Search

 

Cablegate: Un Security Council Reform: Pga Still Trying To

VZCZCXYZ0000
OO RUEHWEB

DE RUCNDT #0768/01 2391442
ZNR UUUUU ZZH
O 261442Z AUG 08
FM USMISSION USUN NEW YORK
TO RUEHC/SECSTATE WASHDC IMMEDIATE 4862
INFO RUEHGG/UN SECURITY COUNCIL COLLECTIVE IMMEDIATE
RUEHKO/AMEMBASSY TOKYO IMMEDIATE 8516
RUEHBR/AMEMBASSY BRASILIA IMMEDIATE 0969
RUEHNE/AMEMBASSY NEW DELHI IMMEDIATE 2303
RUEHRL/AMEMBASSY BERLIN IMMEDIATE 0957
RUEHIL/AMEMBASSY ISLAMABAD IMMEDIATE 2019
RUEHEG/AMEMBASSY CAIRO IMMEDIATE 0978
RUEHRO/AMEMBASSY ROME IMMEDIATE 0998

UNCLAS USUN NEW YORK 000768

SENSITIVE
SIPDIS

E.O. 12958: N/A
TAGS: PREL KUNR UNSC IN BR PK IT JP GM

SUBJECT: UN SECURITY COUNCIL REFORM: PGA STILL TRYING TO
BRIDGE THE DIVIDE BETWEEN THE G-4 AND UFC

REF: A. USUN NEW YORK 716
B. USUN NEW YORK 654

1. (SBU) Summary: On August 22, General Assembly President
Kerim gathered together Perm Reps from Japan, the UK,
Pakistan, Egypt, Djibouti, and the U.S. for a discussion of
compromise language for the report of the Open-Ended Working
Group (OEWG) on Security Council expansion to the General
Assembly which must be discussed at the next OEWG meeting,
scheduled for September 2. The G-4 (represented by Japan)
and the Uniting for Consensus (represented by Pakistan) blocs
remain apart on whether to launch inter-governmental
negotiations (G-4 position) or first have a discussion of the
parameters (UFC position) of such a negotiation in the OEWG.
The UK offered one possible compromise -- discuss parameters
during the first months of the 63rd session until the end of
calendar year 2008 and then launch intergovernmental
negotiations at the start of 2009. The two blocs are also
opposed on whether negotiations should be governed by
consensus/"general agreement" (UFC) or the "widest possible
agreement" (G-4). Egypt suggested that the "widest possible
agreement" be defined as greater than the two-thirds required
by the Charter. Ambassador Khalilzad urged the G-4 to move
on giving some assurances to the UFC on rules and procedures
for intergovernmental negotiations but did note that
discussions of such assurances should be time-bound. He also
advocated in favor of standing by consensus/general agreement
as the basis for negotiations in return for the launch of
those negotiations. While no agreements were reached, the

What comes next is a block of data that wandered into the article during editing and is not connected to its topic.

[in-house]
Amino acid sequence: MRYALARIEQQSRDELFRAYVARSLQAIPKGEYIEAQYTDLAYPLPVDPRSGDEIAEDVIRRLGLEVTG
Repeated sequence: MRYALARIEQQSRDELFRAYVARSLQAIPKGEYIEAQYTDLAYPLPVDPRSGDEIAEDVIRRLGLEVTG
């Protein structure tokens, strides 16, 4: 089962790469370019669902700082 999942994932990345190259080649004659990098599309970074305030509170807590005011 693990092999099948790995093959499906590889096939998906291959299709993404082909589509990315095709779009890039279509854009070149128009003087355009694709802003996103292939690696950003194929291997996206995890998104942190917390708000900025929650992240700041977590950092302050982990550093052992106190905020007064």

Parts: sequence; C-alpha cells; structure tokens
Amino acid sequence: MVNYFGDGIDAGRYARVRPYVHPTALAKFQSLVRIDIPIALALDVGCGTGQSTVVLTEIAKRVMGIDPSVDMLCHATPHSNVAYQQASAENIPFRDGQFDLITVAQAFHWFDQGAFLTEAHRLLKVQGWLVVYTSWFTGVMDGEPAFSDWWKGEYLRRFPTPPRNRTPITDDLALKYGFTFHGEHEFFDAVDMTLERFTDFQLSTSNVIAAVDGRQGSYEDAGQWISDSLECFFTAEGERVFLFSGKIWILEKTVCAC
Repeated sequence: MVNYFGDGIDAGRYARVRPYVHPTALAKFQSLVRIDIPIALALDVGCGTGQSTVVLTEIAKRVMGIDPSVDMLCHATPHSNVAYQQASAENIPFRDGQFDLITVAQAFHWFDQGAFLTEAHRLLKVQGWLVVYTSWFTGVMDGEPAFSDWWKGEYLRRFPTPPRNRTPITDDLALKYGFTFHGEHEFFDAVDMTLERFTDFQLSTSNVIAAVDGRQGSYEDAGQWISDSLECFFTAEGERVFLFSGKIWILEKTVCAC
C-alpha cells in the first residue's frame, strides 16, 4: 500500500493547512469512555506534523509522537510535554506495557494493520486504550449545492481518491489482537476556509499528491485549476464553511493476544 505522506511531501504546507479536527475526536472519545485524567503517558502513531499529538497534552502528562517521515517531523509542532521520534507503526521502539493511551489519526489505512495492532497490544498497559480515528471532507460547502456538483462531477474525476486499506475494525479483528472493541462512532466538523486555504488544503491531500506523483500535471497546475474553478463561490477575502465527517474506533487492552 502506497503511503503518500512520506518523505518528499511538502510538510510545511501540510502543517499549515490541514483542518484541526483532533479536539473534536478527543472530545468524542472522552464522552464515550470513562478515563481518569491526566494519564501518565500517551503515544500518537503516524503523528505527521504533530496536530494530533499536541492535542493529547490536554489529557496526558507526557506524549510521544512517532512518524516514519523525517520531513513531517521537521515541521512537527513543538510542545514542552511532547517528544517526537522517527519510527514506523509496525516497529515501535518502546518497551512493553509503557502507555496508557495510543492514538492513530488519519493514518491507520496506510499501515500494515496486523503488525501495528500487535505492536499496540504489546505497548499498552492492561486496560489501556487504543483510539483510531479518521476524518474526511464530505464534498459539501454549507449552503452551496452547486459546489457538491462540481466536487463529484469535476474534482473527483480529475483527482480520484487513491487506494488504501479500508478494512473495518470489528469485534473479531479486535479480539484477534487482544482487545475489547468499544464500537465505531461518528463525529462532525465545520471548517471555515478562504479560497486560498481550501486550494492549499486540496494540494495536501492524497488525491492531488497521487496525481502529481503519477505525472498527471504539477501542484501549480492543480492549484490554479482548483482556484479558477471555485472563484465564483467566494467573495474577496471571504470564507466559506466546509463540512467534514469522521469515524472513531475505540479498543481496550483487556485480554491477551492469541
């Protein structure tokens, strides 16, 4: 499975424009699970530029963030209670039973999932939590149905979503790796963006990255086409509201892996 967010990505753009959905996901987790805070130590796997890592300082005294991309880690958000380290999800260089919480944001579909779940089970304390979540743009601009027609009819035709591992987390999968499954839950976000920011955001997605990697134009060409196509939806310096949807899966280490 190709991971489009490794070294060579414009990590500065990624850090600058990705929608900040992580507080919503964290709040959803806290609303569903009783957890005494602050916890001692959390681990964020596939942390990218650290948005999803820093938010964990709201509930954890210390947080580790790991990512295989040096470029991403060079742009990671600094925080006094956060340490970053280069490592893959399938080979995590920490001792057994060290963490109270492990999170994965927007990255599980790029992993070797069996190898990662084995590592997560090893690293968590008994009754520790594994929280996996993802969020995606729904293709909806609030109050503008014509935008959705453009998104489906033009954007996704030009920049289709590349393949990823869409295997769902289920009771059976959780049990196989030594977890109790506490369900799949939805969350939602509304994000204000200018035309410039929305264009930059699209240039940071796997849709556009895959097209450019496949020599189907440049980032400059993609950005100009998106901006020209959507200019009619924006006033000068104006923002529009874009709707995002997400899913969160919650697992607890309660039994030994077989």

PGA's office said they would revise the draft language for
the OEWG report based on the discussion and circulate it to
delegations in advance of the September 2 OEWG meeting. End
summary.

2. (SBU) General Assembly President (PGA) Srgjan Kerim
hosted August 22 another meeting of his hand-selected group
of states (Japan, the United Kingdom, Pakistan, and Egypt) to
discuss compromise language on UN Security Council expansion
for the Open-Ended Working Group (OEWG) report to the General
Assembly. To help him bridge the divide between the G-4
position represented by Japan, which seeks immediate launch
of intergovernmental negotiations on Security Council
expansion, and the Uniting for Consensus (UFC) position
represented by Pakistan, which seeks a discussion of the
modalities and parameters of the negotiation prior to the
launch of negotiations, he invited the Permanent
Representative of Djibouti Ambassador Roble Olhaye, one of
the four Vice Chairpersons of the PGA's Security Council
expansion Task Force, and Ambassador Khalilzad. Ambassador
Dzundev, the PGA's Chef de Cabinet, opened the meeting by
asking the four representatives for concrete proposals to the
PGA's original draft decision, reported in ref B. He noted
that the PGA needs to circulate revised language before the
next meeting of the OEWG, scheduled for September 2.

Pakistan
--------

3. (SBU) Pakistani Perm Rep Ambassador Munir Akram stressed
that he is trying to bring along a "less flexible" UFC bloc
and that they are not prepared to launch inter-governmental
negotiations until there is a discussion of the modalities
and parameters for negotiations, per the PGA's fourth pillar.
The PGA responded that the UFC should not pick and choose
pillars as from an a la carte menu since pillars four and
seven go together, like a prix fixe menu. (Note: Pillar
seven reads: "Member states should refrain from steps which
could serve to undermine the current momentum and consensus
to continue a process with the intention of achieving
result-oriented solutions. End note.) On the question of
whether the negotiations should be governed by "general
agreement" or "the widest possible agreement," Akram argued
strongly in favor of "general agreement," saying that the
OEWG was originally formed to study the issue as a consensus